Also, check out our new webpage by Joselynn Engstrom!
Ok, so some of you have been asking me lately what it is I am Doing with a big D, which always throws me for a loop because most days I feel I’m just getting by, living on a prayer, floating towards The Great Something that I don’t even know yet. I have good days and bad days like anyone, but yes, I feel like things are good right now. They haven’t always been, which makes me thankful for Right Now. At some point a couple of years ago I had to jump off that big cliff of stability but slow death and launch myself into the great cosmic whatever. It’s just now starting to gel, which is freakin’ ridiculous. If you’ve already got this figured out, awesome. You are probably someone I respect a lot and try to learn from. Let’s kick it, I wanna pick your brain. If you don’t, I probably still love you for one of your other beautiful odd traits.
If I can be all smugly for a brief moment, these are some of the conclusions I have come to (mostly by royally effing something up at one point in time), but by no means a conclusive list. I welcome any other additions to this list provided they reflect your highest good (all ego based or negative responses will be deleted). Yeah I realize I might wake up tomorrow and be like, “oh man that was so cheesy”, but I feel like some of you want and need to hear this right now and I can help, (and the fact that I hate writing blog posts and totally feel like doing it right in this very moment) so here goes before I get distracted by organizing my sock drawer, or watching RuPaul (which I will do directly following this-go Jinkx!).
How To Succeed in Life Working For Yourself Being a Decent Human Being Without Really Trying*
- Be passionate about what you do – it’s contagious.
- Be competent about what you do – always look for opportunities to learn and be inspired more, which leads to….
- Be hungry – don’t rest on your laurels, continue to grow and expand, think outside the box, continue to perfect and clarify your craft; push boundaries.
- Be generous – what you give will come back to you, without expecting a return. You are where you are because at some point somebody was generous with you. Which leads to…
- Own your situation- you are where you are because of the choices you’ve made and the lessons you still need to learn. Don’t be a victim. Accept and move on. Chalk it up to learning and get on with life. Don’t stew. Forgive.
- Be positive – be pleasant to work with, bring something to the table, contribute, bring the vibe up, not down. Be fun. We all have off days. If you can’t be positive, stay home and work it out with yourself or simply just listen and absorb what others have to give, but don’t be the bad apple that brings everyone down. If you need help, seek it.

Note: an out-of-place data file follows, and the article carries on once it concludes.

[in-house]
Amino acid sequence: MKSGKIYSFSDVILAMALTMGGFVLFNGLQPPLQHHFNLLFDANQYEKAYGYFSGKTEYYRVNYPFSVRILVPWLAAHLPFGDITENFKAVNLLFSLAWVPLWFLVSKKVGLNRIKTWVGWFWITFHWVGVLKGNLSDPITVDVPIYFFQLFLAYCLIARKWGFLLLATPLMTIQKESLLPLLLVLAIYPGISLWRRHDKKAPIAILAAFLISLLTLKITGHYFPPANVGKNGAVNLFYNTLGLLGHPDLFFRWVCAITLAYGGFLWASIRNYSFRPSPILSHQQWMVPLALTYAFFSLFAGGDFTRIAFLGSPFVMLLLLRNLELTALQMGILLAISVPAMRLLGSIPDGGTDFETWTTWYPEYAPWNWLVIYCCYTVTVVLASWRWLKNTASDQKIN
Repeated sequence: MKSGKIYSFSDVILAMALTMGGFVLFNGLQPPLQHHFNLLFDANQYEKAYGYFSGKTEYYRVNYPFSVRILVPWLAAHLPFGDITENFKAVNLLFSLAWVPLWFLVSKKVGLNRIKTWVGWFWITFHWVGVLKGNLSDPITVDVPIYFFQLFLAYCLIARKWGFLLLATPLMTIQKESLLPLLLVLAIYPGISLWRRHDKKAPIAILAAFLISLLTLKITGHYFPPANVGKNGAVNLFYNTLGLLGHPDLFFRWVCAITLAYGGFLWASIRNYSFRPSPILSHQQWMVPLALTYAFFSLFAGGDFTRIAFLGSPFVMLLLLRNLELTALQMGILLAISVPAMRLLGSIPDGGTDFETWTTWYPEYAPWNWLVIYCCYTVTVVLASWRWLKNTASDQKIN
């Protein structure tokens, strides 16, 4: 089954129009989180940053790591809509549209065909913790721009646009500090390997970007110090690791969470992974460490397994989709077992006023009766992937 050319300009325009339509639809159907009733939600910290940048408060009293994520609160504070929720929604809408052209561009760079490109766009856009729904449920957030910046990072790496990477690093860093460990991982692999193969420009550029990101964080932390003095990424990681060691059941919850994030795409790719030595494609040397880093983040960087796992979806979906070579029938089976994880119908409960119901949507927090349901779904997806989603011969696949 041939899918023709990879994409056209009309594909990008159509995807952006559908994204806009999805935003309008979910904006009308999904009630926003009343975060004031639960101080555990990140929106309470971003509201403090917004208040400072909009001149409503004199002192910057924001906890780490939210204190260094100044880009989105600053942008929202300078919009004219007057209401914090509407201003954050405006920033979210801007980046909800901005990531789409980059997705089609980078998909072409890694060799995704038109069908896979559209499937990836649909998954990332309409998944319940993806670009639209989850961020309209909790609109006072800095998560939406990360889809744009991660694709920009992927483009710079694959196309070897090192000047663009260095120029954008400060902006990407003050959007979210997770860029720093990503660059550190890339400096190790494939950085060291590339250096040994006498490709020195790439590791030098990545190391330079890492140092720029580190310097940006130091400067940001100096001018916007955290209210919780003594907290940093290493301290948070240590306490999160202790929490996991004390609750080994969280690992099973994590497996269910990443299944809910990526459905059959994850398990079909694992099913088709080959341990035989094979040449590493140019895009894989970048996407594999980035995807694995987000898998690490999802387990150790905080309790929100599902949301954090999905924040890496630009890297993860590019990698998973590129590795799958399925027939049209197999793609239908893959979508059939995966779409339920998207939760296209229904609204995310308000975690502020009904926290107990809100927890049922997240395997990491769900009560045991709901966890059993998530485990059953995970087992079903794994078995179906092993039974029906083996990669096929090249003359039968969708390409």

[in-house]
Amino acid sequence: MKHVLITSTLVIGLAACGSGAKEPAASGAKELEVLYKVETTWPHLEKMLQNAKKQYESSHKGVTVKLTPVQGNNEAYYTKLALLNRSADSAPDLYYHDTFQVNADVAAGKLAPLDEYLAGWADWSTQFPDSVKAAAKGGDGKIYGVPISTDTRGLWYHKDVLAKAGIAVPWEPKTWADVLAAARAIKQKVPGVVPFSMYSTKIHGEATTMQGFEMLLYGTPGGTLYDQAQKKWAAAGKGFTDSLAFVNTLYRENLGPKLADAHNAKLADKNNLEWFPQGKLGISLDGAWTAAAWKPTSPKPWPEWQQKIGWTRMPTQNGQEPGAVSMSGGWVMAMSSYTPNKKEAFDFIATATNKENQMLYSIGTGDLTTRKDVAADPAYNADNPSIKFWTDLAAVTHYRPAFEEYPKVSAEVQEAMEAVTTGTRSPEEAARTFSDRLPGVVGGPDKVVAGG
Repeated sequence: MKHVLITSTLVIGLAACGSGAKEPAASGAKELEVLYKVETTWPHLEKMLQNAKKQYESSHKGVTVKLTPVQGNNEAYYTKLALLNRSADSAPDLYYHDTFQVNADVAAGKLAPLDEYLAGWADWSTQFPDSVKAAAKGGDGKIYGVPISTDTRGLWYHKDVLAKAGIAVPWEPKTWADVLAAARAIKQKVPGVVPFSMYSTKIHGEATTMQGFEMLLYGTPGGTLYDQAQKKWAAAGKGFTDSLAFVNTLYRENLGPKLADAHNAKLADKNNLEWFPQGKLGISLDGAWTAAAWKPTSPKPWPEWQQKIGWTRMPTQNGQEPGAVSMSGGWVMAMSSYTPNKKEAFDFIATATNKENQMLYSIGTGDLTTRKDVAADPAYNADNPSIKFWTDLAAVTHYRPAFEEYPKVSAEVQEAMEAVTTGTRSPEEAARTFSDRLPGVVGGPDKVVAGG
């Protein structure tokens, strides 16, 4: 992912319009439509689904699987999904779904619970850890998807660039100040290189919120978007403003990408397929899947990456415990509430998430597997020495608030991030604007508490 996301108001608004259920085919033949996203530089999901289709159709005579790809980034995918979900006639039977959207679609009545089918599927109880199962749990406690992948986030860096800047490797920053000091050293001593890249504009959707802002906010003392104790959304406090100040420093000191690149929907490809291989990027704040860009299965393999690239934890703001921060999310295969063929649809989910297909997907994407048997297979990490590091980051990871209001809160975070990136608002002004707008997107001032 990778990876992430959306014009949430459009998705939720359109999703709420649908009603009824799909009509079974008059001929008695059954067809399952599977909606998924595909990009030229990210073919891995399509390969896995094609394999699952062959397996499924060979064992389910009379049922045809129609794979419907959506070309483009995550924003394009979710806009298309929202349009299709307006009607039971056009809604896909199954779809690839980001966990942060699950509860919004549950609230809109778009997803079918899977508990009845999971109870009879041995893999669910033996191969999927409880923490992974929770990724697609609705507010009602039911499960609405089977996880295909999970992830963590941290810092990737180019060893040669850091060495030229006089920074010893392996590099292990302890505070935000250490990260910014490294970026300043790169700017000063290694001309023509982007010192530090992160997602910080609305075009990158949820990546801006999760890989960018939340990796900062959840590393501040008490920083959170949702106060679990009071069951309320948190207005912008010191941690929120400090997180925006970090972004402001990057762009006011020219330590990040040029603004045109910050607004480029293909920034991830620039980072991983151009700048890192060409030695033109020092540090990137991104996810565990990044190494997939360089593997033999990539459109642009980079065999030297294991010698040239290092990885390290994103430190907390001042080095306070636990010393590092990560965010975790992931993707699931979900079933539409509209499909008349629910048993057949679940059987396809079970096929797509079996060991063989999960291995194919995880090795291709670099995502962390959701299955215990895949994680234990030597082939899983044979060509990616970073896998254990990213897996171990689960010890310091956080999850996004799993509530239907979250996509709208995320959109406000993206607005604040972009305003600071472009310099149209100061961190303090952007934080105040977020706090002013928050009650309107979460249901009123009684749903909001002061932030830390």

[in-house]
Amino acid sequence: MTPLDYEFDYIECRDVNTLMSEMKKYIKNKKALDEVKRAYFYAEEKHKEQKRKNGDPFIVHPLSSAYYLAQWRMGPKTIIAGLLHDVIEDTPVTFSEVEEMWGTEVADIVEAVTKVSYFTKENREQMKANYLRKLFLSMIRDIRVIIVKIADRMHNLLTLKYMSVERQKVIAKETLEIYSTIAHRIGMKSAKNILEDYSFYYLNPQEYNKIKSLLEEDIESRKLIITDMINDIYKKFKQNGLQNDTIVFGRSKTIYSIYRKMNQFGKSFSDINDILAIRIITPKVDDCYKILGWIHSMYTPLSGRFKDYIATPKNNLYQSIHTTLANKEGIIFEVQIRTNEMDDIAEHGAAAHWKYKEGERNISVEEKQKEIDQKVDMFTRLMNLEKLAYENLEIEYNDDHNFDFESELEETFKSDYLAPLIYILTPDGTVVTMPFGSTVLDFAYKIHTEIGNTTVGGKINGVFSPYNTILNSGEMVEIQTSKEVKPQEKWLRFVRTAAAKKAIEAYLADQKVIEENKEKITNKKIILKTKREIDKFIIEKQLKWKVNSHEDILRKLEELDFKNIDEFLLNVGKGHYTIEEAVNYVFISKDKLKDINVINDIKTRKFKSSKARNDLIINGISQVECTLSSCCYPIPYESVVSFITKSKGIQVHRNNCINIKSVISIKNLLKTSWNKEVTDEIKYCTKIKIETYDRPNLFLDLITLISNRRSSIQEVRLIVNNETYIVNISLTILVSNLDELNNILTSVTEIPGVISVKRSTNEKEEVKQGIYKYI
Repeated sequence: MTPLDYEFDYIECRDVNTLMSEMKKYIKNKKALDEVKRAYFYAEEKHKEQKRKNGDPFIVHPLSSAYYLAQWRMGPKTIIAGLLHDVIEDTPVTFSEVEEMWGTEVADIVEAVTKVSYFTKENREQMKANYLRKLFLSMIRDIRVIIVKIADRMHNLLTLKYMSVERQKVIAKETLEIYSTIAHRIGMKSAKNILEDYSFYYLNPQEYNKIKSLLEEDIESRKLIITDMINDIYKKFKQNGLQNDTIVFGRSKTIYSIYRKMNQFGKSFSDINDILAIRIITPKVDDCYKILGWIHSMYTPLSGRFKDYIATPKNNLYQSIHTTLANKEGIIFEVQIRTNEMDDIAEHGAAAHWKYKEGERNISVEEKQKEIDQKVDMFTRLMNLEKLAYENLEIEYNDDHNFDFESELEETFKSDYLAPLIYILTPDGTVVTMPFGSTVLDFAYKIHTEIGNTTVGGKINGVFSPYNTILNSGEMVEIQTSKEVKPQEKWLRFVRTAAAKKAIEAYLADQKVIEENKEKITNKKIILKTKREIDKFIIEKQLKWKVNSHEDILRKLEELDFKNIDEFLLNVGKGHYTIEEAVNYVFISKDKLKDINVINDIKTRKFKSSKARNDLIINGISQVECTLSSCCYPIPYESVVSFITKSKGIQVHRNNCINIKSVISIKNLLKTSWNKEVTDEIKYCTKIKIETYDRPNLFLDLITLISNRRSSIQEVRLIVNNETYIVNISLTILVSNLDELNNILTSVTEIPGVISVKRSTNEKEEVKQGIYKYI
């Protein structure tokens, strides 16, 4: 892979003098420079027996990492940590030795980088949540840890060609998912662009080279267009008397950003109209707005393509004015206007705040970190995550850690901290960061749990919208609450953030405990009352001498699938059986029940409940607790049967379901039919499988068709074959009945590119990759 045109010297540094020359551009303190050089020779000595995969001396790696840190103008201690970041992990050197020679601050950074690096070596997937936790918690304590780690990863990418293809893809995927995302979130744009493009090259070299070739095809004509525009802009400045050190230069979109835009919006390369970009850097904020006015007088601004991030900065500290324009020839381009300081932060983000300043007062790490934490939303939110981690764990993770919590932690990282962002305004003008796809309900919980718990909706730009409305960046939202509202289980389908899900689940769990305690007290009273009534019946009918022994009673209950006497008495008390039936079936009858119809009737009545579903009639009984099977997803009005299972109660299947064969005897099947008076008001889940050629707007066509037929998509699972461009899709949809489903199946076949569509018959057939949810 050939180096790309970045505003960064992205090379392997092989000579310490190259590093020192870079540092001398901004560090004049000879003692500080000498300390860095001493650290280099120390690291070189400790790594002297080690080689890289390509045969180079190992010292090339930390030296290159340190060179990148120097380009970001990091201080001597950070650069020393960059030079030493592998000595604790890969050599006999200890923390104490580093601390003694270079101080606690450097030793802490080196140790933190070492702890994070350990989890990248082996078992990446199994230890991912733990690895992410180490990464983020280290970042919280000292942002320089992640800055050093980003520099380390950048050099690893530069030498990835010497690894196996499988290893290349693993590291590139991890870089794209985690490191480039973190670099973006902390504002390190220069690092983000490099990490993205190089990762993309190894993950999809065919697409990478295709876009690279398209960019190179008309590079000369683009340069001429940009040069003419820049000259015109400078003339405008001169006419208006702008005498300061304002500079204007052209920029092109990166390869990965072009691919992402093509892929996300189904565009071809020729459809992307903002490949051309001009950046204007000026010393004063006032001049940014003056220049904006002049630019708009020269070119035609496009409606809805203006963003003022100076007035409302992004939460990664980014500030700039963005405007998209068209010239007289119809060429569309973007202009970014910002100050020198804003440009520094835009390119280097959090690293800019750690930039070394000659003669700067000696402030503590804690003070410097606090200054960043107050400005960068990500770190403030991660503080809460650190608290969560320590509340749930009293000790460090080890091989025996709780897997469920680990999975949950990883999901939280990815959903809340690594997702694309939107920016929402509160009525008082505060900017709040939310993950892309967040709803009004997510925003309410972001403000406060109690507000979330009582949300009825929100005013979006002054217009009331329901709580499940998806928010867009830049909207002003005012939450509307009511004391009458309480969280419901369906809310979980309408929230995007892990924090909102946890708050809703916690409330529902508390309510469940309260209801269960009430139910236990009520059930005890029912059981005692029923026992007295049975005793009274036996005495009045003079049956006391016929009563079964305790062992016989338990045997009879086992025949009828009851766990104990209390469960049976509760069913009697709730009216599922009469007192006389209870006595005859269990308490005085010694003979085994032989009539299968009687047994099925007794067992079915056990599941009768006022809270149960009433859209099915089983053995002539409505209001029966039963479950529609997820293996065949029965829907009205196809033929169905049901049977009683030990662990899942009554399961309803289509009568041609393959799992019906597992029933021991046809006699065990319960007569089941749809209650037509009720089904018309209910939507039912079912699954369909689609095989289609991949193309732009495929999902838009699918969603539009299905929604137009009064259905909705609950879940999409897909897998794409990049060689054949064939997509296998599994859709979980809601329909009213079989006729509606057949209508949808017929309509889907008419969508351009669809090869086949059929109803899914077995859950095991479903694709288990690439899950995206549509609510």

- Be professional – answer emails, calls, texts, etc. in a timely manner. This is being respectful of another’s time. In turn, they will respect your time. Know how to be a team player. Realize the larger goal rather than your own immediate desires. Fake it ‘til you make it. Know how to compartmentalize. Being on the job is no time to work out your personal issues.
- Curate your people – surround yourself with a good network and truly care about them. Don’t let negativity into your circle. Set boundaries so that you don’t get poisoned. When you experience negativity, realize it’s them, not you. Let it roll off or remove yourself from a situation.
- Diversify – it makes you valuable, flexible, and more interesting. Great for warding off boredom and those pesky ruts!
- Be bold – put yourself out there. Take risks even if they scare you. Especially if they scare you.
- Be communicative – ask for what you need. You just might get it. Give constructive feedback; everyone appreciates that.
- Be selfish – check in from time to time; take care of yourself so that you can be more balanced for your own well being as well as for others in your life. If you are worn out, it’s hard to really contribute.
- Be genuine – only say what you mean and mean what you say. Pretending to like something will not lead you to your path or your people, and hey, people can tell.
- Be respectful of those who went before you. You are one piece in a chain. Learn from them.
- You win some, you lose some. That’s the jam.
- Be humble, be thankful – opinions are like you know what, we’ve all got one. Appreciating others does not detract from You. Everything can change in an instant. Life is fragile. You are blessed.
*Ok, you might have to try a little
Submission for the Macklemore video contest for “Bombom”. Directed by Terry Crane and Elizabeth Rose. With art direction by Joselynn T. Engstrom and Katheryn Reed. Video by Derek Broussard. Edited by Terry Crane. Starring some of my awesome circus family.
check it out and cross your fingers and toes for us!
A crowd of about 12,000 attended USC Production’s Lucky 2013 at WaMu Theater over the weekend of March 15, the likes of whom I had the pleasure of performing for on this stage with Super Geek League. Along with the l.e.d. unicorns, stilt dancers, gogos, and leprechans, me and the spiral got to fly over this audience alongside an aerial rocketship. This is a picture of the actual crowd that held strong from about 8pm-3:30am while djs from around the world spun beats into the wee hours. This was a pivotal night to me on different levels. It was quite the pleasure working with all the djs and riggers, as well as my first experience with SGL who managed the entertainment. I can definitely say that my circus family has just expanded to include some pretty awesome people. It takes a family to pull this stuff off!